About Pauri Garhwal

Pauri Garhwal is a district in the Indian state of Uttarakhand. Its headquarters is in the town of Pauri. It is sometimes referred to simply as Garhwal, though it should not be confused with the larger Garhwal region of which it is only a part.


Located partly in the Gangetic plain and partly in the northern Himalayas, Pauri Garhwal district encompasses an area of 5,230 square kilometres (2,020 sq mi) and is situated between 29° 45’ to 30°15’ North Latitude and 78° 24’ to 79° 23’ East Longitude. The district is bordered on the southwest by Bijnor districtUttar Pradesh, and, clockwise from west to southeast, by the Uttarakhand districts of HaridwarDehradunTehri GarhwalRudraprayagChamoliAlmora, and Nainital.


The climate of Pauri Garhwal is mostly pleasant in summer and cold in winter. In the rainy season the climate is cool and the landscape green. However, in Kotdwar and the adjoining Bhabar area, it is quite hot, reaching the high 40s Celsius during the summer. In the winter, many parts of Pauri receive snowfall.


Human civilization in the Garhwal Himalayas has progressed with the rest of the Indian sub-continent. The Katyuri kings comprised the first historical dynasty, which ruled over unified Uttarakhand from 800 to 1100 and left records in the form of inscriptions and temples. After the downfall of the Katyuris, the Garhwal region was fragmented in more than sixty-four principalities ruled by chieftains. In the mid 15th century, Chandpurgarh emerged as a powerful principality under the rule of Jagatpal (1455 to 1493), who was a descendant of Kanakpal. At the end of 15th century, Ajaypal ruled Chandpurgarh and succeeded in unifying and consolidating various principalities on the region. His kingdom came to known as Garhwal. Subsequently, he transferred his capital from Chandpur to Devalgarh, before 1506, and later to Srinagar, from 1506 to 1519.

King Ajaypal and his successors ruled Garhwal for nearly three hundred years. During this period they faced a number of attacks from Kumaon, Mughals, Sikhs, and Rohillas. An important event in the history of Garhwal was the Gorkha invasion, which was marked by extreme brutality. The word Gorkhyani has become synonymous with massacre and marauding armies. After subjugating Doti and Kumaon, the Gorkhas attacked Garhwal and reached as far as Langoorgarh, despite stiff resistance of the Garhwali forces. Then, news came of a Chinese invasion at the rear of the Gorkhas, who were forced to lift the siege. In 1803, the Gorkhas again mounted an invasion. After capturing Kumaon, they attached Garhwal. After initial defeats, King Pradyumna Shah escaped to Dehradun to futilely reorganize his defenses. Garhwali soldiers suffered heavy casualties and the king himself was killed in the battle of Khudbuda. The Gorkhas became the masters of Garhwal in 1804 and ruled the territory for twelve years.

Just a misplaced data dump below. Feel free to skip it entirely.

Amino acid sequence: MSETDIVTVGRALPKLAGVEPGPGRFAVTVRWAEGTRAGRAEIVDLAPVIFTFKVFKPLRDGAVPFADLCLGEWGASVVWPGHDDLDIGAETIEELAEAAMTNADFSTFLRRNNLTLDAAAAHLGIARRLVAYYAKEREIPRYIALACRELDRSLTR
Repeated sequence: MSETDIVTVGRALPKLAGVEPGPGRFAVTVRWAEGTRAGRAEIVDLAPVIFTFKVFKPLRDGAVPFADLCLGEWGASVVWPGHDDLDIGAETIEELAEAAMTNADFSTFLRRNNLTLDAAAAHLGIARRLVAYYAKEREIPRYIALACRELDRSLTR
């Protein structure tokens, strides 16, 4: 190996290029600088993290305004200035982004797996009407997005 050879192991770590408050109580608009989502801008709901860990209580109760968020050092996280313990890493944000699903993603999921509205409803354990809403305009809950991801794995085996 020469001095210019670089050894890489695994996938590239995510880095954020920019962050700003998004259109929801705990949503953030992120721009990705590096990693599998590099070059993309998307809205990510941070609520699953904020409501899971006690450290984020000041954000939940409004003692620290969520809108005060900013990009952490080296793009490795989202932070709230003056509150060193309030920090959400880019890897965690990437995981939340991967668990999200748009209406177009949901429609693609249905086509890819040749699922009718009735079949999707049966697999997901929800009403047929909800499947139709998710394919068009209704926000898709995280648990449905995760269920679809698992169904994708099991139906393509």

The Gorkha rule ended in 1815, when the British drove the Gorkhas west of the Kali River. On 21 April 1815, the British established their rule over the eastern half of the Garhwal region, lying east of the Alaknanda and Mandakini rivers, which became known as British Garhwal and Doon of Dehradoon. The remaining part of Garhwal, in the west, was restored to King Sudershan Shah, who established his capital at Tehri. Initially, the administration was entrusted to the commissioner of the Kumaon and Garhwal with his headquarters at Nainital; but later, in 1840, Garhwal was formed into a separate district under an assistant commissioner with his headquarters at Pauri.

At the time of Indian independence, Garhwal, Almora, and Nainital districts were administered by the commissioner of Kumaon division. In early 1960, Chamoli district was curved out of Garhwal district. In 1969, Garhwal division was formed, with its headquarter at Pauri. In 1998, Rudraprayag district was formed, by carving out seventy-two villages of Khirsu block from Pauri Garwhal district, and Pauri district attained its present form.


The most common mode of transport is by either bus or taxi. Bus services are provided by the state-run Uttarakhand Roadways, Garhwal Motor Owner Union (GMOU) Ltd., and Garhwal Motor Users (GMU) Ltd. Operations of Uttarakhand Roadways are limited mainly to interstate routes and major cities and towns of the district and state. GMOU Ltd. is the largest bus service provider in the district, providing services to almost all parts of the district. The services of GMU Ltd. are limited to a comparatively small area adjoining Kumaon division. There are a number of taxi unions in many towns of the district, providing service for almost every local stretch of road. The only railway station in the district is at Kotdwara. It was established by the British as early as 1889. Pauri Garhwal district is situated in the Shiwalik range, the outermost range of the Himalayas, and its hills are very rugged. As a result, it is not considered feasible to extend the railway network further. The district does not have any regular air services. The nearest is Jolly Grant Airport, near the state capital of Dehradun, about 155 kilometres (96 mi) from Pauri and 120 kilometres (75 mi) from Kotdwara.